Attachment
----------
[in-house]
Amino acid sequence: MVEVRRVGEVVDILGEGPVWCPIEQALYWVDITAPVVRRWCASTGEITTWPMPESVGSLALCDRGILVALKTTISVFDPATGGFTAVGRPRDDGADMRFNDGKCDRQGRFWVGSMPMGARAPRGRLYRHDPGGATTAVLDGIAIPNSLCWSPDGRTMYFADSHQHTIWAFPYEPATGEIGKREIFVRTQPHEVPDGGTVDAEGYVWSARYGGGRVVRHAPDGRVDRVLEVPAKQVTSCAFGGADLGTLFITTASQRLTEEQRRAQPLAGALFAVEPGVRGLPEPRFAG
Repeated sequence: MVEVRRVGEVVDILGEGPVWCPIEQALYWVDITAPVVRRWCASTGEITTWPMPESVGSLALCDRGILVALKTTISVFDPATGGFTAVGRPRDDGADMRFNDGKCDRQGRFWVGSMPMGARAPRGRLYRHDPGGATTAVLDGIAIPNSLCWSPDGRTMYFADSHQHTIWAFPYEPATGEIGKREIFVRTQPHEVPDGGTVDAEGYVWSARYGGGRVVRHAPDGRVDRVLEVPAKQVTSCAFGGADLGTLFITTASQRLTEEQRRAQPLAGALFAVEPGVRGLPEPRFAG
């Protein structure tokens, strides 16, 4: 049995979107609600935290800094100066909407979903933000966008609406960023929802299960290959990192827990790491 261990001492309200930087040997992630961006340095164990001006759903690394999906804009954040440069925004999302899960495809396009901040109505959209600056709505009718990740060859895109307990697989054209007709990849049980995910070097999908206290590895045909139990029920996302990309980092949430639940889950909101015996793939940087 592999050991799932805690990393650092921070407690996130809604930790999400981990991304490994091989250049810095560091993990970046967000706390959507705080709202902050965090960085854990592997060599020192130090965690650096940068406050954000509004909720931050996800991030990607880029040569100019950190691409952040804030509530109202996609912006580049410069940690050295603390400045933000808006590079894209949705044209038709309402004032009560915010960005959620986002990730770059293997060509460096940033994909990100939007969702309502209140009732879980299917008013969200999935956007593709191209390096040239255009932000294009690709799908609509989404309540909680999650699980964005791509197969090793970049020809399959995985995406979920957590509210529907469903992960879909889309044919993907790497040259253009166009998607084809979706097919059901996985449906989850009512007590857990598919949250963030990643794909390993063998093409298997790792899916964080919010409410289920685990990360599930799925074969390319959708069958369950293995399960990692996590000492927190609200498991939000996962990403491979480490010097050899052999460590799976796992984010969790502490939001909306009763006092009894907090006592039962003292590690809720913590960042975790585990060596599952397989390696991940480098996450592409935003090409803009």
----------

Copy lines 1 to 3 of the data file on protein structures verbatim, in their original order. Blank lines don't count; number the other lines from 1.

[in-house]
Amino acid sequence: MVEVRRVGEVVDILGEGPVWCPIEQALYWVDITAPVVRRWCASTGEITTWPMPESVGSLALCDRGILVALKTTISVFDPATGGFTAVGRPRDDGADMRFNDGKCDRQGRFWVGSMPMGARAPRGRLYRHDPGGATTAVLDGIAIPNSLCWSPDGRTMYFADSHQHTIWAFPYEPATGEIGKREIFVRTQPHEVPDGGTVDAEGYVWSARYGGGRVVRHAPDGRVDRVLEVPAKQVTSCAFGGADLGTLFITTASQRLTEEQRRAQPLAGALFAVEPGVRGLPEPRFAG
Repeated sequence: MVEVRRVGEVVDILGEGPVWCPIEQALYWVDITAPVVRRWCASTGEITTWPMPESVGSLALCDRGILVALKTTISVFDPATGGFTAVGRPRDDGADMRFNDGKCDRQGRFWVGSMPMGARAPRGRLYRHDPGGATTAVLDGIAIPNSLCWSPDGRTMYFADSHQHTIWAFPYEPATGEIGKREIFVRTQPHEVPDGGTVDAEGYVWSARYGGGRVVRHAPDGRVDRVLEVPAKQVTSCAFGGADLGTLFITTASQRLTEEQRRAQPLAGALFAVEPGVRGLPEPRFAG